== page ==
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Justin Benedetti
Posted 8 months ago
How can this idea be brought to reality?
I think it would be best to have the fund/portfolio and the research and development two completely separate entities; i.e. raise capital in the way Stein described BUT, utilize the capital to purchase slices/percentages of drugs that are ALREADY being developed at corporations/companies around the globe but are within their very early stages. In this way, the fund would still accomplish its goal of providing positive returns to investors while increasing the amount of breakthrough drugs. This is by NO means easy, however I could see this as being a viable way of getting this idea off the ground. The very difficult part is putting together a very proficient management team who can properly diversify the portfolio in a way such that the risk is well distributed, and returns based on that risk, are reasonable and consistent.
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Justin Benedetti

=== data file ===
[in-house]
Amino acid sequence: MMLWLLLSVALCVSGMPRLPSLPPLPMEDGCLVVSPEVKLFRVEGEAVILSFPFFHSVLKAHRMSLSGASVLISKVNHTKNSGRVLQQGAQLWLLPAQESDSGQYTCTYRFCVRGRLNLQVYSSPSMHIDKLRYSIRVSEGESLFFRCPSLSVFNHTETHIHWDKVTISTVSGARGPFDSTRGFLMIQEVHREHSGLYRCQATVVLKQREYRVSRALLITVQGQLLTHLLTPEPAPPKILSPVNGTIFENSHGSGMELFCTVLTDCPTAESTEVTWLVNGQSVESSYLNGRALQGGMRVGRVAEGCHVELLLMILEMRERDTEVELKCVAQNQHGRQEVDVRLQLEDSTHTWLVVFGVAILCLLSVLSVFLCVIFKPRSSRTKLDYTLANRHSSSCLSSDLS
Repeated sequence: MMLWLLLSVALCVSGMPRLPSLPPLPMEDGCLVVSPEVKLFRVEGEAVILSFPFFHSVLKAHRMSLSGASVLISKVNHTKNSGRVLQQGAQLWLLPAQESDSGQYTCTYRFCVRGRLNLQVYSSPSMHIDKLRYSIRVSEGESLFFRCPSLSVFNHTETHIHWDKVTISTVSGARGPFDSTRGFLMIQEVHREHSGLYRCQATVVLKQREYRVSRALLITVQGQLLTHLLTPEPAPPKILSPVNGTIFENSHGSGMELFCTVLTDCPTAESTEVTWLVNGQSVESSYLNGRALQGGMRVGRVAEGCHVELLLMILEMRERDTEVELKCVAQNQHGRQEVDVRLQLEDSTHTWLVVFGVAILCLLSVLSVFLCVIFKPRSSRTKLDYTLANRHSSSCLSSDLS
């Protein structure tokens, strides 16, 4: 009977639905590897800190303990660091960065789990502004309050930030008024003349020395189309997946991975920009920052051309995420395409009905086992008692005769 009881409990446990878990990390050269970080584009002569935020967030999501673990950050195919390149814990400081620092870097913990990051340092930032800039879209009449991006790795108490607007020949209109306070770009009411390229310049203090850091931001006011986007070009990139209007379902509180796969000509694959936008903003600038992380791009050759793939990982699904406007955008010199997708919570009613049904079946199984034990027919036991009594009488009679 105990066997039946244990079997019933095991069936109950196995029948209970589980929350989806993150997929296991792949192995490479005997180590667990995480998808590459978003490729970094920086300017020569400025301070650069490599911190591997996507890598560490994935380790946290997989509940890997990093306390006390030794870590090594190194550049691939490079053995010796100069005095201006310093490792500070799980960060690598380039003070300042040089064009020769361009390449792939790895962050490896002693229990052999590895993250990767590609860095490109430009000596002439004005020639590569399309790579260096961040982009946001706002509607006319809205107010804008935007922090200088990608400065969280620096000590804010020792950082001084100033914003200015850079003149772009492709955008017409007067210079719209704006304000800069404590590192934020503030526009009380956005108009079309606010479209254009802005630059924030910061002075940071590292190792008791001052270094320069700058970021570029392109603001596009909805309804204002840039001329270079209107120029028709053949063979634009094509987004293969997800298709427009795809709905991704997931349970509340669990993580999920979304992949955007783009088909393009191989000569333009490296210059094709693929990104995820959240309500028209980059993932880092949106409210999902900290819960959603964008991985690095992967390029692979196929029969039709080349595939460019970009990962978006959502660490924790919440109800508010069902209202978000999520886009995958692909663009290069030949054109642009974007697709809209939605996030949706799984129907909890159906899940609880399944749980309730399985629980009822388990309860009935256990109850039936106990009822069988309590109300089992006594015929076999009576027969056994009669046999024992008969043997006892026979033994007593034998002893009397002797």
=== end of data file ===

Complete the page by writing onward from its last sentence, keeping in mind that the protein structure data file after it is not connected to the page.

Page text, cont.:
Posted 8 months ago
Roger Stein: A bold new way to fund drug research
This is a brilliant idea, that I particularly like for its simplicity and effectiveness at solving a seemingly overwhelming problem. Stein's research has been effective at taking him very far. There is one final problem that needs to be solved and that is "who will be responsible for developing the drugs in this gargatuan portfolio?". I believe this idea can be taken to the next step by having the portfolio company make financial agreements with R&D pharma around the world to buy slices/percentages of their early stage drugs in development. This is NOT easy, but it is nevertheless feasible. The additional influx of capital going into this industry would also aid in getting more drugs to market by limiting risk across the board. Thank you very much for this thought provoking presentation. I DO think we will see this become a reality in the not-too-distant future.
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Justin Benedetti
Posted 9 months ago
Stephen Cave: The 4 stories we tell ourselves about death
I am young, and I frequently think about death; however, I do not fear it. I try to keep death close to me -- it is a personal check on myself to ensure I am living my life the right way. I do not shy away from it; I embrace it. Should I die for what truely matters to me, so be it -- even if it were to happen tomorrow. I feel if others lived their lives this way, the world could move in a very positive direction. Less focus would revolve around material items, and selfish wants; and instead be reoriented towards a passionate purpose and a development of righteous character. . There is life after death, of this I am sure. If you don't believe me, take the time to really look at the beauty that surrounds you.